It calls to him and he cannot ignore it. Rafiki leaves and awaits the return of Simba.

Meanwhile, Simba wrestles with the news that Rafiki told him. He does not want to face the guilt and shame he carries. Nayla also comes seeking for Simba too. This reflects that it is the right time to be reunited with his whole self, Nayla representing the female intuition, wisdom, and understanding of life cycles.

Image by Counselling on Pixabay

Simba finally returns home with his two friends and Nayla. His companions represent two very important learnings he has had. They are the ability to be close to the land and to be able to walk in trust and simplicity. These are very important aspects of our self-consciousness. Poomba represents appetite; the appetite for life and Timone speaks of the ability to dance with life. Both are vulnerable and have great hearts.

But Simba’s return in the story is not over yet. Having made the decision to reclaim his heritage, he needs to put it into action. He fights a battle with his shadow self, Scar. The name for the shadow self is very interesting. It represents a wound remaining on deeper levels of the psyche. It has partially healed over but needs deep cleansing. Simba’s great battle is on Pride Rock. So symbolic. It is our value, our self, our humanity upon which he has to reclaim what was lost.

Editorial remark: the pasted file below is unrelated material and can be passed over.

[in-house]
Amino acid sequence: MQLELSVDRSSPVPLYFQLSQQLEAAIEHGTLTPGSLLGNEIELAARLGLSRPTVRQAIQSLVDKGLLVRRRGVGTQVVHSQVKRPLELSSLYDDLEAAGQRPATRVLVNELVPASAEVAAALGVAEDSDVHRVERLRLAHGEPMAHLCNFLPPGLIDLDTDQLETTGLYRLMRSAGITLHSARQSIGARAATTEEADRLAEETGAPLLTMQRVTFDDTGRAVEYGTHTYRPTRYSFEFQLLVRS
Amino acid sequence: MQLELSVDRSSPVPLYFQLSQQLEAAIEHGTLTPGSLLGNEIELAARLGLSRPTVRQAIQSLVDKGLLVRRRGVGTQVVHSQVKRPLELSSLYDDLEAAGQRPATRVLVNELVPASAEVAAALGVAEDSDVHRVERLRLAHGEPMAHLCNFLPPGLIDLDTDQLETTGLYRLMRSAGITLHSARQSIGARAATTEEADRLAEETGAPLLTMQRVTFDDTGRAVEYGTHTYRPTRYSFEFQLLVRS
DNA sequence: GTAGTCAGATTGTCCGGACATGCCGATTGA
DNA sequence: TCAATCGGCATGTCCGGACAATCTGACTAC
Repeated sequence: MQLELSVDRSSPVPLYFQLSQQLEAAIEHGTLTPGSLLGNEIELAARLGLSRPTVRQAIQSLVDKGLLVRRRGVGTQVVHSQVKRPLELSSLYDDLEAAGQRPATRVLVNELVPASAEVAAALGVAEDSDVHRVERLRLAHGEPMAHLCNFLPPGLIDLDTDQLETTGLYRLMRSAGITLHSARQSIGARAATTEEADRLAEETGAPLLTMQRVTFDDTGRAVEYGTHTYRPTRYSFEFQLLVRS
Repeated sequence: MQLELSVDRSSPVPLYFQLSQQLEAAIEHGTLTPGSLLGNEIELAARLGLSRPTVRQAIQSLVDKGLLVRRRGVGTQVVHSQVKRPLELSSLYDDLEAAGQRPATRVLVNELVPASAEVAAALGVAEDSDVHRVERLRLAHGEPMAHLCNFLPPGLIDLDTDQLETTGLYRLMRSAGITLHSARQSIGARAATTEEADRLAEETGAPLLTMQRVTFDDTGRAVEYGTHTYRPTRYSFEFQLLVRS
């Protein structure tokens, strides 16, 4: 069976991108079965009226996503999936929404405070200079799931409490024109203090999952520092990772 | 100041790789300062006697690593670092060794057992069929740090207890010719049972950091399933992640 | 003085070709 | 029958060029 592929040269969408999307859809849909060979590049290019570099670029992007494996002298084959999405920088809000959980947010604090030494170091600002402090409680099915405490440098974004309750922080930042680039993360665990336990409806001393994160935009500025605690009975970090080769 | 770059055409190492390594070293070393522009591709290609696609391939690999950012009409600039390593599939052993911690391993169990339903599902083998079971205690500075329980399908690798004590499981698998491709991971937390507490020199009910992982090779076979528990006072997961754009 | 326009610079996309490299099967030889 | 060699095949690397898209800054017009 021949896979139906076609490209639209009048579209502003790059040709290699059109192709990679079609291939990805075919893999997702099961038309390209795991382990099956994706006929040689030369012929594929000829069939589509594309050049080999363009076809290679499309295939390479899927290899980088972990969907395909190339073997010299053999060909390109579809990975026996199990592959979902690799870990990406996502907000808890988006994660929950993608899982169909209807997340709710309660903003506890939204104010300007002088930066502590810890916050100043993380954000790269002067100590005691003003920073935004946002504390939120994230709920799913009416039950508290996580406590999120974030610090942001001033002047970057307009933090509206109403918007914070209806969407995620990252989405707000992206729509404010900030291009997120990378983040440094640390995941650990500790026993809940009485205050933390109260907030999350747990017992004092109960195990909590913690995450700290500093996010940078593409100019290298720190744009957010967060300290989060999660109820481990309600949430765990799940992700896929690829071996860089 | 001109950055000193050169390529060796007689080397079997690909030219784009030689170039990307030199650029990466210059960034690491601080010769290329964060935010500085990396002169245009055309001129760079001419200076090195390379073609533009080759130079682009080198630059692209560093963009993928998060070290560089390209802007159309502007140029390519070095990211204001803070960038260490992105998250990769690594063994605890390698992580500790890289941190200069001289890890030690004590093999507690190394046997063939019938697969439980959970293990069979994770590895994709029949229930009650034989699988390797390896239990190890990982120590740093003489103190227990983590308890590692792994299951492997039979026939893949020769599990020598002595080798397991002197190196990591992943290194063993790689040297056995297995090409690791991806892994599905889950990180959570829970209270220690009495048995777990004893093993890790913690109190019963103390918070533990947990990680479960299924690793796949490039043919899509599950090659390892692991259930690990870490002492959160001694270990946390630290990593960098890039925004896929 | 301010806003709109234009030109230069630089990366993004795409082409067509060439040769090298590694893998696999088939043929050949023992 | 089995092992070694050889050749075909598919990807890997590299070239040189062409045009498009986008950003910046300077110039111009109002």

Simba has to realize the nature of the betrayal from which he will have the strength to overcome Scar. He is able to defeat Scar but does not kill him because in all things there needs to be a balance. Scar finds his end among those who have feared him. It is wrongdoing which consumes Scar.

Order is restored again in the kingdom. It begins to rain — spiritual refreshment. The summer land has returned, Shangri-la, the Hidden Kingdom, is once again restored. The child king has come home and has mastered the inner kingdom. He is now a King in every way. Peace reigns and a new child is born, the child showing hope, the continuance of life, a symbol of rebirth and renewal.